LABOUR DAY What's it all about?

Written by CIHC

On the first Monday, every September, we look forward to the last holiday of the summer before school starts and we get busy with fall activities. But have we ever thought what Labour Day is all about? In the Brantford area, we celebrate with a Soapbox Derby. What has that to do with Labour Day?


The very first Labour Day was celebrated in 1882 in the U.S. and it became the first federal holiday in 1894. Manhattan held the first Labour Day parade with 20,000 people marching and celebrating. Canada followed suit with a national holiday.The history of labour and working classes dates away back in history, but issues became prominent during the Industrial Revolution when small mills evolved into huge factories.

In the changing economy the dream was that workers could hold steady jobs with a living wage which would pay enough for them to afford a comfortable home, a family and a better life for their children.

If workmen were lucky, their employers were good church-going folk like Ignatius Cockshutt and his family, who cared about their employees, gave them some respect, rewarded them for expected good work and their ideas to improve methods and products. They also sponsored immigrant workers and provided infrastructure and social needs as the towns grew. Some employers, however, fought tooth and nail to prevent any further costs which might affect their profits.

In the nineteenth and early 20th century, workers were required to work 10 or more hours every day except Sunday. Working conditions could be grimy, exhausting and very unhealthy, with hot polluted air making it hard to breathe, and many other unsafe conditions.

Canada’s labour movement has a long history of improving workers’ everyday lives. Their leaders fought for shorter working hours, better pay, health and safety protection, workman’s compensation, pensions, childcare and many other features to make life more liveable.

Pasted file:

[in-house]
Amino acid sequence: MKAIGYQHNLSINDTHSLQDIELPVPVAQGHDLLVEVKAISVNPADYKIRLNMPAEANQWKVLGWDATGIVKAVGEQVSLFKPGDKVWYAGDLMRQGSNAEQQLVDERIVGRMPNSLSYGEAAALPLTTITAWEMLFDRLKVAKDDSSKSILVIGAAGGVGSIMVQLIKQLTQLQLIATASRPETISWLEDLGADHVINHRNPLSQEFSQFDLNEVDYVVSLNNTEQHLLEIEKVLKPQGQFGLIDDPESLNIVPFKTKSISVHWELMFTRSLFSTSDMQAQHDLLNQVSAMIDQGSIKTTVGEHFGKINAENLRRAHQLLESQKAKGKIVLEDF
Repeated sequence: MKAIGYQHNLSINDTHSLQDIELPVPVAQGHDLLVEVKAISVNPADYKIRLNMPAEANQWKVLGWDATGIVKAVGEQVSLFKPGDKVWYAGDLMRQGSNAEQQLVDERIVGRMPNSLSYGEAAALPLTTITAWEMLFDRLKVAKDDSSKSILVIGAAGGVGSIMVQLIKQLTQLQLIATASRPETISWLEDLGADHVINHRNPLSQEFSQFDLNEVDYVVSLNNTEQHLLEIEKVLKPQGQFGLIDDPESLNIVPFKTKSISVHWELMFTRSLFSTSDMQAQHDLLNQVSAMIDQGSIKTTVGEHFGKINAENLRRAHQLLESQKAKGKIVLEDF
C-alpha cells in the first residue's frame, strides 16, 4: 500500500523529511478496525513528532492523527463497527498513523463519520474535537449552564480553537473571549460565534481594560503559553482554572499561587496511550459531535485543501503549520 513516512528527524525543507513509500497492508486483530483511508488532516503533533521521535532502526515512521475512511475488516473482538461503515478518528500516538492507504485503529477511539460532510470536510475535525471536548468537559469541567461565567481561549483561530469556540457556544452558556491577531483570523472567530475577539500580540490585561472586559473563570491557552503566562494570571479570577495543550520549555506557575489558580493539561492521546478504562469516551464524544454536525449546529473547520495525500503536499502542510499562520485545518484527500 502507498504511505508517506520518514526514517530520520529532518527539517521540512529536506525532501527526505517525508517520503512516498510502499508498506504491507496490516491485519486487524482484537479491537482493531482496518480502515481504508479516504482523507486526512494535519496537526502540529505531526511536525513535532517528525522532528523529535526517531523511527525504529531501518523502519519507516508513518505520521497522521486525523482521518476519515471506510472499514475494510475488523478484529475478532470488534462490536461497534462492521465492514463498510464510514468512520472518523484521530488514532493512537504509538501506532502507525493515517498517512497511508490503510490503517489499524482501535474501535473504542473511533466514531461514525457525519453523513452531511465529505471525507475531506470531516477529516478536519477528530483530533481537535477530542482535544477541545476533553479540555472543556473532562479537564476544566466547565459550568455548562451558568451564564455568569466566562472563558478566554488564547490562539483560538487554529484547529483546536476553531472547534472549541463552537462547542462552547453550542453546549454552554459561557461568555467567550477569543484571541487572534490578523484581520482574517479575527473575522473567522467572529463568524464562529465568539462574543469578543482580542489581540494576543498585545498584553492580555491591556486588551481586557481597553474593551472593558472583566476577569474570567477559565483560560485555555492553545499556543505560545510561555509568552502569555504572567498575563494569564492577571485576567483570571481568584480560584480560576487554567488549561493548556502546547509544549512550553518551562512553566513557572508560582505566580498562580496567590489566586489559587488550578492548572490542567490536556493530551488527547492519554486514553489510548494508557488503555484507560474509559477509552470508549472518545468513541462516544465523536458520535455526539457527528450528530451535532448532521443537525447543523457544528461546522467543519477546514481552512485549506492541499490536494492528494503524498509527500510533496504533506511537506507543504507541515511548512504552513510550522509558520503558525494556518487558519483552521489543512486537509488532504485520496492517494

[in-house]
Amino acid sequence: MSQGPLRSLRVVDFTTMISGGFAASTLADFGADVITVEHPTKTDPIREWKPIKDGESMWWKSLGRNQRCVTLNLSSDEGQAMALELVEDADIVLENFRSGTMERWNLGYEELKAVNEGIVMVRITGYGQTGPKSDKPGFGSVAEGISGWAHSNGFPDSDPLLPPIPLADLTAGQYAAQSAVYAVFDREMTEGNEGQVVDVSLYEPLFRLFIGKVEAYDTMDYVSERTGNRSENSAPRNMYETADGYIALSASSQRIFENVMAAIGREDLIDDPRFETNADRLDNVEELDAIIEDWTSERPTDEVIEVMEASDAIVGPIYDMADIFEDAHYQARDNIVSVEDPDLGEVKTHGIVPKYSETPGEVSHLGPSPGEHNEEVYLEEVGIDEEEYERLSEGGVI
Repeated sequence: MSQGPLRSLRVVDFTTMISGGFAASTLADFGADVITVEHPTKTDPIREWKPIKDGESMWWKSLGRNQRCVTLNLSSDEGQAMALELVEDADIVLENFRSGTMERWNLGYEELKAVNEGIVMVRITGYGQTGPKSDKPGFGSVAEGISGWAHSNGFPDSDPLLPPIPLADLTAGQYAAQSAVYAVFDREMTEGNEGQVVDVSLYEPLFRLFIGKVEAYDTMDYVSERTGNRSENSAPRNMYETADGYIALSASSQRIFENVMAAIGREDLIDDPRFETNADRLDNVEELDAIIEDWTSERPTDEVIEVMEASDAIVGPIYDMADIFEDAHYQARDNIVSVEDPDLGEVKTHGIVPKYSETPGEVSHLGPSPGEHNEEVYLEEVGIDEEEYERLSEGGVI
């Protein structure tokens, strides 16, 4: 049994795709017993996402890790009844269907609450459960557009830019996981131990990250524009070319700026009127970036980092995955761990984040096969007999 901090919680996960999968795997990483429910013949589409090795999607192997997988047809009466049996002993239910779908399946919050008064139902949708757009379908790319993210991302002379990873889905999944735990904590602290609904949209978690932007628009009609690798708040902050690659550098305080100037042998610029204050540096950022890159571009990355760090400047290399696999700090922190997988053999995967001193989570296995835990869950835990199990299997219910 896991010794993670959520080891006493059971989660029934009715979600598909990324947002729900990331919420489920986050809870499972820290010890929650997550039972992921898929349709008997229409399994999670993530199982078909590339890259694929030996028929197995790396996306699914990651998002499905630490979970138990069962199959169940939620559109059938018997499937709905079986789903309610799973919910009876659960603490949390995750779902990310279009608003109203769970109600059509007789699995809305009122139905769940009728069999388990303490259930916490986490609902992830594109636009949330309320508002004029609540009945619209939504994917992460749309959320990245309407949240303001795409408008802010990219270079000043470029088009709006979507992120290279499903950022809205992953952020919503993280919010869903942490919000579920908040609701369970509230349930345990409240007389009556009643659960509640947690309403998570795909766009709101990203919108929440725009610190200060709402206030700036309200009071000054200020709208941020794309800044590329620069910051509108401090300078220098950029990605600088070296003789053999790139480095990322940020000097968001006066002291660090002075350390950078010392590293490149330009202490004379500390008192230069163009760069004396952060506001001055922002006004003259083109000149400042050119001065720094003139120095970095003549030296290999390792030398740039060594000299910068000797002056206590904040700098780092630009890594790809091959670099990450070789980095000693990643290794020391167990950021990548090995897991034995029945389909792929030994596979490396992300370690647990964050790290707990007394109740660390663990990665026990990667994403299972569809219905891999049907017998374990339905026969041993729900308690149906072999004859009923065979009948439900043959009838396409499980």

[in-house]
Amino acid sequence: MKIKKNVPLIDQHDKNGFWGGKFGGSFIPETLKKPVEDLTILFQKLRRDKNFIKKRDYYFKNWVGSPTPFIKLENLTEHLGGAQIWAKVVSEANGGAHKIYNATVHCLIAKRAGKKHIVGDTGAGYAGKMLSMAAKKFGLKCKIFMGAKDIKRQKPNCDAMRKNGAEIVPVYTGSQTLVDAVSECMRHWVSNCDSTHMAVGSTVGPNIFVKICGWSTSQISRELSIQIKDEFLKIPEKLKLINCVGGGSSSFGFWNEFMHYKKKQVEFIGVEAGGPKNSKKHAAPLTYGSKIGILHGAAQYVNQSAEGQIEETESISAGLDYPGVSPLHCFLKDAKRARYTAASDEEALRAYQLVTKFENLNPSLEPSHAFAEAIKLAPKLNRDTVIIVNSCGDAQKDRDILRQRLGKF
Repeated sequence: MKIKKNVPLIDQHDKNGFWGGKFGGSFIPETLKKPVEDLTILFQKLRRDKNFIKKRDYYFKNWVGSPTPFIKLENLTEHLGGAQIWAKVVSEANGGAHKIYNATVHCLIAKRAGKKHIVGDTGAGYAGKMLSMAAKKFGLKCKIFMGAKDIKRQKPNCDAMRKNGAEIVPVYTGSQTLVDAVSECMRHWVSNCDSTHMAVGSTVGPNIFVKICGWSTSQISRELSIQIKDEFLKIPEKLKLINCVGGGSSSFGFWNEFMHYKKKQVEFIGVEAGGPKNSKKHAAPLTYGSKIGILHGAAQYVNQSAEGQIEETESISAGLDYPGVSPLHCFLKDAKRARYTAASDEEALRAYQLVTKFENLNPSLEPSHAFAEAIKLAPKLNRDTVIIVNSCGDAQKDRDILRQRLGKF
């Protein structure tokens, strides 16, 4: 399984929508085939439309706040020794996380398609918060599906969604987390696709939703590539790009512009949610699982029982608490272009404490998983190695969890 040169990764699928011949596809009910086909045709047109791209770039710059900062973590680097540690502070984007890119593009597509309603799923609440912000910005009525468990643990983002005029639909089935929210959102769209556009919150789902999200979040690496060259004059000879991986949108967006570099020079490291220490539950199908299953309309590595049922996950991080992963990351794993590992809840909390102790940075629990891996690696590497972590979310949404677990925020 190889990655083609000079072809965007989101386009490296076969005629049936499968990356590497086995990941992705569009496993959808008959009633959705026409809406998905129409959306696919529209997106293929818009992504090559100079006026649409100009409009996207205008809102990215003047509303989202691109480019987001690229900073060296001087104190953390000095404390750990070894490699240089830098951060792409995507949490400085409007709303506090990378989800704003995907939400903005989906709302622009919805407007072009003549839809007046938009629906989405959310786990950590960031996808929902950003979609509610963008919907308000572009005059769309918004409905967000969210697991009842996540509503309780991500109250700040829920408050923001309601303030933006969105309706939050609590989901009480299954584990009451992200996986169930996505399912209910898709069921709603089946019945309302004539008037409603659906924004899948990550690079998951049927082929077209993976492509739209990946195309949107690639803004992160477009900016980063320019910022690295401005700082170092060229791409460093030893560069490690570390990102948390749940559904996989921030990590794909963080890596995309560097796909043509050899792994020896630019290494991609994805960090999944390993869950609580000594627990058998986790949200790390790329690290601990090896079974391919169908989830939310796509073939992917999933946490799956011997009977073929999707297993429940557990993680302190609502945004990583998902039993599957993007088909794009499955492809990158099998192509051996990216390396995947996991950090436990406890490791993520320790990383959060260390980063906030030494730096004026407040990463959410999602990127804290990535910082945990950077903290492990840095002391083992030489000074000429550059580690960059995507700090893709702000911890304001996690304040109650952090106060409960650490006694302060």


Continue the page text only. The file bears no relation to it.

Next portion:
In Toronto, in March, 1872, Toronto Typographical Union members walked off the job in an attempt to get a nine-hour day. With a crowd of 10,000 supporters at a rally at Queen’s Park, arrests were made, but the community supported those arrested. This event instigated Prime Minister John A. Macdonald to introduce the Trade Union Act, legalizing and protecting unions. This in turn galvanized the movement for workers to form and join unions. Industries in Brantford thrived under Macdonald’s National Policy which offered tariff protection. As well, agriculture in the West was opening up and demand was great for equipment. The big agricultural industries, Massey and Cockshutt in Brantford expanded quickly worldwide.

As times changed, fluctuating economic conditions led to unemployment and reduced wages. Some businesses thrived and others fell to the wayside. Unemployed people had to work in government camps to survive. TheWinnipeg General Strike of 1919 brought police violence and deaths. Conditions inspired the public to introduce unemployment insurance by 1940. Windsor’s Ford Strike in 1945 instigated binding arbitration.

In 1956 the Canadian Labour Congress was created. The time had come for a country-wide labour organization to help unions to work together around common goals. From the 60s to the 80s conditions fluctuated. See Craig Sitter’s article below about Massey Ferguson’s strike and fate.

The Free Trade Agreement in 1989 meant that protective tariffs no longer existed, and industries suffered tremendously. They had to compete with other countries where wages and costs were
less. When markets shrank, the companies faced money problems. Employment went
into a tailspin, factories closed or moved elsewhere. Workers’ protests and strikes

dominated the scene. The recession of 1992-3 began to take hold in Brantford’s economy, and by 1994 unemployment increased to 14%. Politicians looked desperately for help. They applied for funding for a building to centralize services for workers.

With Federal and municipal help, the Brantford District Labour Centre was completed by 1995. It houses the Brantford District Labour Council, a non-profit organization which gives workers a one-stop centralized access to services -- agencies such as employment, legal services, the Food Bank, union offices and various other tenants, with a double classroom, boardroom and breakaway room for the use of tenants and community partners.CIHC is working with BDLC to gather the stories of workers and their families .